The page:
Review – The King of Soho Gin
Everyone’s getting in on the gin act these days, even heirs to the empire once owned by a King, sort of. The late Paul Raymond was often dubbed the King of Soho on account of his predisposition to own property in Soho. No coincidence likely then that he also opened the UK’s first strip club and a variety of soft-porn magazines. The gin is distilled using 12 botanicals including juniper, grapefruit peel, coriander, angelica, and cassia.
Neat: Largely traditional London Dry in style, with a prominent juniper contribution that is matched by plenty of warming (rather than peppery) spice. A relatively sweet onset dries towards the finish, leaving a feeling of powdered cinnamon. Lacking in citrus which might offer some balancing high notes to an otherwise respectable and but unexciting flavour profile.
Mixing: The acceptable, if underwhelming neat tasting performance continues when this gin is mixed. In many drinks it blends into the background, content with offering a middle of the road drinking experience. A G+T for example is hard to criticise, as long as a decently sized citrus twist is on hand for the garnish to loosen things up a little. Elsewhere, from sours such as the absinthe and sage flavoured Lord Chamberlain, to aromatic cocktails such as the Evening Thyme, King of Soho Gin delivers a solidly tasty but unremarkable experience. Unsurprisingly the Martini highlights some of the deficiencies in complexity and is best avoided. Ultimately, this is a gin to mix in cocktails where the precise nature of the base spirit is unimportant, highballs such as the signature Soho Sling (recipe below) being just right. Here the juniper and spicing combines neatly with the heat of the ginger beer, as well as making for a tasty contrast to the fruity apple juice.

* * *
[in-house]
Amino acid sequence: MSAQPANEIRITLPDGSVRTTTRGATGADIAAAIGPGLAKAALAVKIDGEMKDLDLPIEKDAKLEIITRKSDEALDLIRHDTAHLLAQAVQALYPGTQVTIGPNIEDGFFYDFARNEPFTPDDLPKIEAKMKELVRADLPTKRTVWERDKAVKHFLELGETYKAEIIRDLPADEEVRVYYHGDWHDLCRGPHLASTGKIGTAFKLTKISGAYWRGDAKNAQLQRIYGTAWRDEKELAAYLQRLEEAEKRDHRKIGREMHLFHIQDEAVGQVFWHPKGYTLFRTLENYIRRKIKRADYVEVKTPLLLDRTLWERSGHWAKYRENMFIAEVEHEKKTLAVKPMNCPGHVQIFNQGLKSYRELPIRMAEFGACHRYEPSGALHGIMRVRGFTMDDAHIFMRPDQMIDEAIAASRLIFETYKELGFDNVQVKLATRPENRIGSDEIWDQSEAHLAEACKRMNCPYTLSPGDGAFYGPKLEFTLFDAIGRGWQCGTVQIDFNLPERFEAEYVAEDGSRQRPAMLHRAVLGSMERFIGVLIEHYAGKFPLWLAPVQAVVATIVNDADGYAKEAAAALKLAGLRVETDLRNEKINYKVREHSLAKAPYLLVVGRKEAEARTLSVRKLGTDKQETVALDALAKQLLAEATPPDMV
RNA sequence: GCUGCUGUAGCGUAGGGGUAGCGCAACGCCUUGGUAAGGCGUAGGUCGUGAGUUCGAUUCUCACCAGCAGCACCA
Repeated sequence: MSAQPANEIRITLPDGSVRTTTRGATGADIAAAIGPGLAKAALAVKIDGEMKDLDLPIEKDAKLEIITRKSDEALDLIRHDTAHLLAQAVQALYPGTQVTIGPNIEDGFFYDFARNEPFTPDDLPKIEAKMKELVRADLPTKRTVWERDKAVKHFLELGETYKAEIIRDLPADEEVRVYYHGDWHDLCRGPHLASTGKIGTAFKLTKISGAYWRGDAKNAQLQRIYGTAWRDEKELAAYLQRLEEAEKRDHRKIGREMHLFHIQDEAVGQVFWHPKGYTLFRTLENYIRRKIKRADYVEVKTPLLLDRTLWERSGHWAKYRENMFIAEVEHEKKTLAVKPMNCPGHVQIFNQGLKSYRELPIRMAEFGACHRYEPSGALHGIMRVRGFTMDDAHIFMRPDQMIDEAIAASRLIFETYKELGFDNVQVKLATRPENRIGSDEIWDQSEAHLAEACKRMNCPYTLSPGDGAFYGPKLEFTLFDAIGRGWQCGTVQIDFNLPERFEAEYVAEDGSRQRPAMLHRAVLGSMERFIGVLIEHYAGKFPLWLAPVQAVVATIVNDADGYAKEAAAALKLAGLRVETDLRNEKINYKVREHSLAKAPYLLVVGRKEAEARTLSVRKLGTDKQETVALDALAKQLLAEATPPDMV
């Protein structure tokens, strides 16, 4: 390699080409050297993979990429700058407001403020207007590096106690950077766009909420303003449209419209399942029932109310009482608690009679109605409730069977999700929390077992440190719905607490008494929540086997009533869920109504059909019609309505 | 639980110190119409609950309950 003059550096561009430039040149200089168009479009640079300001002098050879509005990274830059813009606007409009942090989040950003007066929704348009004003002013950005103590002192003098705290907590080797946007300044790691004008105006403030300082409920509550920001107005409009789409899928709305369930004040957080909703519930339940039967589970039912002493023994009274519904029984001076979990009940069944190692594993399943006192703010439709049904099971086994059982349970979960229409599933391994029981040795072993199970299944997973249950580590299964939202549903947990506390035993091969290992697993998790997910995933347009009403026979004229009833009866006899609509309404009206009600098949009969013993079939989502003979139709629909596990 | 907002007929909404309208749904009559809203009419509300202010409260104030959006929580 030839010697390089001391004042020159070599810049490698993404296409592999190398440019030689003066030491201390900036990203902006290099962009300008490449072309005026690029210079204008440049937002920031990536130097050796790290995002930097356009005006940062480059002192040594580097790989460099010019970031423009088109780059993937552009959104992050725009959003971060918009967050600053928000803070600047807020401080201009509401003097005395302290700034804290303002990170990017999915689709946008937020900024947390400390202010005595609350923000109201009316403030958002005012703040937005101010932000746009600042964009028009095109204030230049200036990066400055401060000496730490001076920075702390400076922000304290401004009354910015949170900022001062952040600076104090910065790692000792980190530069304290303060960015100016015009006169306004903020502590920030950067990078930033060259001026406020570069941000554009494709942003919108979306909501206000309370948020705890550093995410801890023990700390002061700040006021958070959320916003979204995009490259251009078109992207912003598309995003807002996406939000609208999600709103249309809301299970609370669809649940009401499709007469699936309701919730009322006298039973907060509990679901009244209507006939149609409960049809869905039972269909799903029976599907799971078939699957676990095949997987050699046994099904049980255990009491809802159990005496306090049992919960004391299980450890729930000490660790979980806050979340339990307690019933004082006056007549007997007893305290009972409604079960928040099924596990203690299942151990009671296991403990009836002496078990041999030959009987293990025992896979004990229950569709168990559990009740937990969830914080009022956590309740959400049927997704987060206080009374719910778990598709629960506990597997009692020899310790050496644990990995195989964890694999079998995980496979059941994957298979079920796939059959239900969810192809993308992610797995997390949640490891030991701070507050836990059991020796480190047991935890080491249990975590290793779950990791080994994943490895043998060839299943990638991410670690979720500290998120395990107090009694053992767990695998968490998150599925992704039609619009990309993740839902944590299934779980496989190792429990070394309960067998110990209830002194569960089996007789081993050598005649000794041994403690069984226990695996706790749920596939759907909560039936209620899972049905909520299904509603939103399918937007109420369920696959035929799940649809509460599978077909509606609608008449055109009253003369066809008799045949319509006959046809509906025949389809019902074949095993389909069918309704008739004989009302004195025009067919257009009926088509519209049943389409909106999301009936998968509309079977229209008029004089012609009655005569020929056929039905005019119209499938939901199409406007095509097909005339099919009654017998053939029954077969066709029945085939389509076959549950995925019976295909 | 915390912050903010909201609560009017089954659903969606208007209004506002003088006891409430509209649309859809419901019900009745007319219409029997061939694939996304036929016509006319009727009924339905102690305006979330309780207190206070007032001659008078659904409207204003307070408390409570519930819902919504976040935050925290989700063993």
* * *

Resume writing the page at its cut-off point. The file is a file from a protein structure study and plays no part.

Signature Cocktail – Soho Sling
50ml King of Soho Gin, 15ml Lime Juice, 35ml Pressed Apple Juice, 50ml Ginger Beer
Build ingredients over ice in a highball glass. Stir briefly and garnish with an apple slice.
King of Soho Gin is far less exciting than it’s namesake. By no means a terrible gin, but with an unbalanced flavour profile, it fails to stand out in a market crowded with excellent products.
★: Terrible, only drink for a dare.
★★: Meh, not undrinkable but best left alone.
★★★: Reasonable, middle of the road.
★★★★: Tasty stuff, well worth seeking out.
★★★★★: Incredible, booze doesn’t get better than this. You need a bottle in your life.